[AfrICANN-discuss] EU Digital Commissioner: Open Public Data, The Oil Of The Digital Age

Anne-Rachel Inné annerachel at gmail.com
Fri Mar 9 20:25:16 SAST 2012

 EU Digital Commissioner: Open Public Data, The Oil Of The Digital Age

Published on 5 March 2012 @ 7:20 pm

Intellectual Property Watch

Neelie Kroes, vice-president of the European Commission responsible for the
Digital Agenda, today called for public data to be opened up for all to
use, somewhat akin to providing the free oil of the digital age.

“Let me underline one initiative that I am supporting to make digital
technology work for governance and transparency: by opening up public data.
In the digital age, data takes on a whole new value, and with new
technology we can do great things with it. Opening it up is not just good
for transparency, it also stimulates great web content, and provides the
fuel for a future economy,” she said in prepared remarks entitled, “From
Crisis of Trust to Open
given today in Bratislava, Slovakia.

“That’s why I say that data is the new oil for the digital age. How many
other ways could stimulate a market worth 70 billion euros a year, without
spending big budgets? Not many, I’d say,” she said. “So we are planning to
shake up how public authorities share data. We have recently proposed
amendments to the Public Sector Information Directive: these would make it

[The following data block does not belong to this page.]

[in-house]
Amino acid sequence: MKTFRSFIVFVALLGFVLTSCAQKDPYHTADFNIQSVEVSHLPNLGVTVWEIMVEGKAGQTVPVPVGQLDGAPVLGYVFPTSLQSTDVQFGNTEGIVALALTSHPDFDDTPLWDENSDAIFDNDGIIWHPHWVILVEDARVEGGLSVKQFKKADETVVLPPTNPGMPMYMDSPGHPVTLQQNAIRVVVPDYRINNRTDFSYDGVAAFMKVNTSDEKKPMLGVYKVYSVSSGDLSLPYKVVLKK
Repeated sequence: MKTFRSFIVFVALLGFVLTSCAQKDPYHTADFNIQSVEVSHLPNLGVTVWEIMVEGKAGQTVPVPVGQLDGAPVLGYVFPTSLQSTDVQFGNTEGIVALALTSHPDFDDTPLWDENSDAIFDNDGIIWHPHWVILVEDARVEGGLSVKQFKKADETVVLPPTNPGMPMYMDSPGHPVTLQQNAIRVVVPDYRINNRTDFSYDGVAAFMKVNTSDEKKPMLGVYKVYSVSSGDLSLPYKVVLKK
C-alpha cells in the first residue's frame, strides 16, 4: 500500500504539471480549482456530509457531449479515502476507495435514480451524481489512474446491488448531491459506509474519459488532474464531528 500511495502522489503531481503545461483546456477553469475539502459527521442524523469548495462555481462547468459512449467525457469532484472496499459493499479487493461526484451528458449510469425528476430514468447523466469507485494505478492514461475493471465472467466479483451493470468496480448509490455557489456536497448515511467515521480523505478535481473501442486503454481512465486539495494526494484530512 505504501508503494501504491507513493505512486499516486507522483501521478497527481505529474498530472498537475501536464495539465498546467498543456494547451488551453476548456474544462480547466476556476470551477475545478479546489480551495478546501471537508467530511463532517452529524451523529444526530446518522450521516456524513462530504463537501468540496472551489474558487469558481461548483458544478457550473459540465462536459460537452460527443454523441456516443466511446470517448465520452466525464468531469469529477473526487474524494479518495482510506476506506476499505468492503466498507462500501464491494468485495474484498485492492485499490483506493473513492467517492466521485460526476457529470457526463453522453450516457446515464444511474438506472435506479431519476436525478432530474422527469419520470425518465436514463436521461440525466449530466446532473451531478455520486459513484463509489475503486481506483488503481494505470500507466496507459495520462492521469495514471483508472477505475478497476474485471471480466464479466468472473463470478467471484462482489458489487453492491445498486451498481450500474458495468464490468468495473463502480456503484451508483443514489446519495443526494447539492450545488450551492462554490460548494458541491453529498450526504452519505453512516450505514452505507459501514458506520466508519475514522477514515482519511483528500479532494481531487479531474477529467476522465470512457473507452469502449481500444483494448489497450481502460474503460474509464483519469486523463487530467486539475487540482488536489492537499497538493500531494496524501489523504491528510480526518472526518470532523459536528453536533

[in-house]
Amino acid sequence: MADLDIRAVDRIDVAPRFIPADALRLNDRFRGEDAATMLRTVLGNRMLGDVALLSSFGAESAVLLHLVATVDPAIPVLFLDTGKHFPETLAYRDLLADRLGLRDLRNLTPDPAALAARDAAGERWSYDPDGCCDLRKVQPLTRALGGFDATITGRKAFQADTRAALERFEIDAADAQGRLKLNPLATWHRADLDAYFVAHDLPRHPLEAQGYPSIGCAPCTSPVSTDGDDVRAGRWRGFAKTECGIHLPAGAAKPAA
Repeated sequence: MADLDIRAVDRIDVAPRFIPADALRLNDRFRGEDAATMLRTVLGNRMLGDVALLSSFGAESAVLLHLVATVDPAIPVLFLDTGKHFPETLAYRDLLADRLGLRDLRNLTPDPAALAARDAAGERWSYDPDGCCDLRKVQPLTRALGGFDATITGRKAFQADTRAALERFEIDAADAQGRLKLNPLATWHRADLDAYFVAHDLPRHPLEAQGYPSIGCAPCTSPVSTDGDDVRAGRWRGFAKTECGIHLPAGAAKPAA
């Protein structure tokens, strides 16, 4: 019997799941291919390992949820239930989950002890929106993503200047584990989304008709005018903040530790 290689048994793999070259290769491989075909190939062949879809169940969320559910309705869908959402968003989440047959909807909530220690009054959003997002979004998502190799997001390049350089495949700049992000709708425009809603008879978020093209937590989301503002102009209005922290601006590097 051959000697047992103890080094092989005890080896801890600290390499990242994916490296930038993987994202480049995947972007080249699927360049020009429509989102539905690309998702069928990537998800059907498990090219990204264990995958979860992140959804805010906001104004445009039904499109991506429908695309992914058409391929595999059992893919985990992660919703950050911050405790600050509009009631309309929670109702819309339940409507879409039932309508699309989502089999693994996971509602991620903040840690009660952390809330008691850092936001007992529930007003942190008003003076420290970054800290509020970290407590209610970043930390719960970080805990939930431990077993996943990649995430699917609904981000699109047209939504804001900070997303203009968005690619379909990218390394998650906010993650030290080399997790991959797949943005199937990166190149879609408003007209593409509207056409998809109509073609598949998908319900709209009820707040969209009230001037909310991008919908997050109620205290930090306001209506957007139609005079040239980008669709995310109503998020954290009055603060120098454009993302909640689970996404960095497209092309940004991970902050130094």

cheaper, simpler and more automatic for you to use and re-use public data.”

“Under our proposals,” Kroes added, “instead of needing complicated
authorisations, people would be automatically allowed to re-use public
data. And we propose to extend the existing rules to valuable cultural
material from libraries, archives and museums: while recognising their
special commercial vulnerability.”

Kroes concluded with a nod to the delicate balance western diplomats are
straddling to encourage openness online while encouraging strong
intellectual property rights. “[F]reedom of speech, in particular on the
internet, is something that needs to be protected too. This is something I
am particularly vigilant about,” she said. “Transparency does not mean that
privacy disappears nor that everything is made available without respecting
the rights of individuals, including their property rights and their
private data. Collectively, we need to become more sophisticated about
these issues, so that rights and responsibilities are fully preserve and
enhanced, and so that we can be safe and experience open democracy.”
Related Articles:

   - Kroes Details EU No-Disconnect, Open Data
   - Copyright Infrastructure In The Digital Age: Raising Awareness At
   - Evidence Sought For UK Study On Digital Copyright
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